Mumia Abu Jamal: America’s Most Famous Political Prisoner

Mumia Abu Jamal

Eliot Grossman (2002)

Film Review

This excellent 2002 documentary provides a comprehensive summary of the frame-up of America’s most important political prisoner African American journalist and former Black Panther Mumia Abu Jamal. Mumia’s unlawful arrest and imprisonment continues to be protested by tens of thousands of activists around the world.

The presenter is Mumia’s new attorney Eliot Grossman, who headed the defense team that replaced his prior defense team in 2001.

Mumia, who was moonlighting as a cab driver, is accused of shooting patrol officer Daniel Faulkner on December 9, 1981. The latter had just pulled over Mumia’s brother Billy Cook and was allegedly in the process of beating him up. Gunshots ensured, with Faulkner ending up dead and Mumia receiving near fatal wounds.

Following hospitalization and lengthy recovery, Mumia was tried for first degree murder and sentenced to death.

Mumia’s legal team successfully overturned his death sentence in 2001 – based on the trial judge’s faulty jury instructions.

Overturning the conviction itself has been even more difficult, even though a professional hit man came forward in 1999 and issued both a written affidavit and videotaped confession that high level cops in the Philadelphia police hired him and a colleague to murder Faulkner. According to Arnold Beverly’s confession, higher ups in the department hated Faulkner for his efforts to expose a police extortion and protection racket. In the years following Faulkner’s murder, the FBI would convict 31 Philadelphia cops for their participation in this scheme.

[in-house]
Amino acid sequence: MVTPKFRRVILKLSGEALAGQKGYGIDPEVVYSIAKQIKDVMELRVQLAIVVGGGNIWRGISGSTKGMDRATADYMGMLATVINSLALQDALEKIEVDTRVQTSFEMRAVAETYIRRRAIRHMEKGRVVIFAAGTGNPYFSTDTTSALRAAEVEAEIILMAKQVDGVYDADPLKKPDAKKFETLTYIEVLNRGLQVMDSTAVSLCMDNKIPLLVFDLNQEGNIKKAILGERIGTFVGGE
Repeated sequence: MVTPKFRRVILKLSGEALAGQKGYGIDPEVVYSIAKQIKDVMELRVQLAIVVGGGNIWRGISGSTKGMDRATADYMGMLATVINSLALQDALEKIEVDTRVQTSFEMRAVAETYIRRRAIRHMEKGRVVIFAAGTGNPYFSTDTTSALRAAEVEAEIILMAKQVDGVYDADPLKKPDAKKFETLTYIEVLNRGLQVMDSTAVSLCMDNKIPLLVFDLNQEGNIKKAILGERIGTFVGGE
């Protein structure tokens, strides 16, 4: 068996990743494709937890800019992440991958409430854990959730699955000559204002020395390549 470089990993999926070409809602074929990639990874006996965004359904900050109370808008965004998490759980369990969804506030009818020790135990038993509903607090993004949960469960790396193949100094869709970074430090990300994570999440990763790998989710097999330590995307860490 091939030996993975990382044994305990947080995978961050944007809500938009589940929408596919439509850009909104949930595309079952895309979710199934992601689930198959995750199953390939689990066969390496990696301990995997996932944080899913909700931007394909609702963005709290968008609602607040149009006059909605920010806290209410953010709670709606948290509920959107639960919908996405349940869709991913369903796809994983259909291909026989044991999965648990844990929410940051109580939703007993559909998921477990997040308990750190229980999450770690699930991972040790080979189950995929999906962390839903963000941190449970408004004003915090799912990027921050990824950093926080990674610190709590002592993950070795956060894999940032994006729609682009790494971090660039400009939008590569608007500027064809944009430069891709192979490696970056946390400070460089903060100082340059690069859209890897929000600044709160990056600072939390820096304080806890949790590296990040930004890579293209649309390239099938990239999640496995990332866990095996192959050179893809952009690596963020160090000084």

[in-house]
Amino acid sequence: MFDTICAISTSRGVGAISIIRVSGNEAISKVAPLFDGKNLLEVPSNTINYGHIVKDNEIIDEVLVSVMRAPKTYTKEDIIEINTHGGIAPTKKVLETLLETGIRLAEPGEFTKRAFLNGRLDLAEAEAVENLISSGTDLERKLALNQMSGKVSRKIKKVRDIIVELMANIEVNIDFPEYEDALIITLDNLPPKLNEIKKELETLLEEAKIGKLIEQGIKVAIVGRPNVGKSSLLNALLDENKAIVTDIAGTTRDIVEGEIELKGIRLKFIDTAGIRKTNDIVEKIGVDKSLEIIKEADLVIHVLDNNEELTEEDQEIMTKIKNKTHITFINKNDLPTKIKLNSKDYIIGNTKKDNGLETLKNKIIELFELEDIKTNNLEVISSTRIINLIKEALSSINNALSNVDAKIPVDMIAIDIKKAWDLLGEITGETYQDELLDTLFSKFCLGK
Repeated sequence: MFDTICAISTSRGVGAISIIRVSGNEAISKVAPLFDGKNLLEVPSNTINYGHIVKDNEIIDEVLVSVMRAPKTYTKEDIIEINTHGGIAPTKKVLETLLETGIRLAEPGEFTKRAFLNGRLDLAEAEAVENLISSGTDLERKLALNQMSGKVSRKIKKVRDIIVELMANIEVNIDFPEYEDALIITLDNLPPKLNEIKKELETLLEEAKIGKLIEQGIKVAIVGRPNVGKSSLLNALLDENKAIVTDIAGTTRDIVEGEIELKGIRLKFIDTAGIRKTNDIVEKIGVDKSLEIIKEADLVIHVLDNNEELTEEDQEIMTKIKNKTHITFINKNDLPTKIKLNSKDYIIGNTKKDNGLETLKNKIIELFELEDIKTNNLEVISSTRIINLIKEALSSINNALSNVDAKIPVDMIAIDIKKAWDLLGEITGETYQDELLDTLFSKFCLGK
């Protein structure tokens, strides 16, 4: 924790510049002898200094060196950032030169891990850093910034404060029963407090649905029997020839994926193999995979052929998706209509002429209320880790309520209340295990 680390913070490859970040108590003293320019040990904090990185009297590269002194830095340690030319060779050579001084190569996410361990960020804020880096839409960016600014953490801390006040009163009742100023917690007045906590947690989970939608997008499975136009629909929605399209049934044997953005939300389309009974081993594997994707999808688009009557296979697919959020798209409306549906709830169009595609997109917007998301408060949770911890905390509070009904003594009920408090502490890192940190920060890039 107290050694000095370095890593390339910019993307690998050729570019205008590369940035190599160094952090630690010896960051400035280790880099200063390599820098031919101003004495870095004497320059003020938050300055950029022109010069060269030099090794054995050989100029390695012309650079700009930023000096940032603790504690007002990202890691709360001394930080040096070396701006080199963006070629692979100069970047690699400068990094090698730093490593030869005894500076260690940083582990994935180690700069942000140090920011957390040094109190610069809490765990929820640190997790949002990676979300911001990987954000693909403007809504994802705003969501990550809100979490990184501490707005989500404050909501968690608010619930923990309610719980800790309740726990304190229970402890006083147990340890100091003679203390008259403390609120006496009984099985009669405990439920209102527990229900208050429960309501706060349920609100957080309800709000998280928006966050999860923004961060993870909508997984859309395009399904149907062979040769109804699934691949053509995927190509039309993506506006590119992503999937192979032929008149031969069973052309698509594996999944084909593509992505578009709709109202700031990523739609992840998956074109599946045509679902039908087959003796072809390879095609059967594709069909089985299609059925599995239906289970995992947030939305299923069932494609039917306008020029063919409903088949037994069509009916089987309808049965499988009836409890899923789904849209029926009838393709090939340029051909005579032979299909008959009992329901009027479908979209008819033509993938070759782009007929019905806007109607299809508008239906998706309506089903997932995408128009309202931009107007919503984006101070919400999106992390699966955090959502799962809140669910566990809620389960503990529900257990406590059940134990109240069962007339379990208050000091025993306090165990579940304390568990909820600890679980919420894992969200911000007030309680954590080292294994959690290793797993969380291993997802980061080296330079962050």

In his summary, Grossman describes numerous instances of judicial misconduct and defense incompetence that formed the basis of Mumia’s many appeals. Examples of judicial and prosecutorial¬† misconduct include

  • Judge Sabo denial of Mumia’s five requests for eyewitnesses to identify him from a police line-up
  • Sabo’s denial of Mumia’s constitutional right to defend himself.
  • the prosecution’s use of peremptory challenges to dismiss black jurors from the jury (which the Supreme Court would rule unconstitutional in 2016 – see Scotus New Trial Finds Racial Bias Jury Selection)

According to Grossman, Mumia’s original defense team fell down mainly due to their failure to interview Mumia’s brother Billy Cook or Kenneth Freeman (a passenger in Cook’s care) as eyewitnesses; their failure to challenge the virtually nonexistent ballistic evidence and their failure to challenge key eyewitness prostitute Cynthia White. At Billy Cook’s trial (for “interfering” with a police officer), White testified that Freeman was a passenger in Cook’s car. Under police pressure, she perjured herself at Mumia’s trial by maintaining Cook had been alone.

The video can’t be embedded for copyright reasons but can be viewed free at Mumia Abu Jamal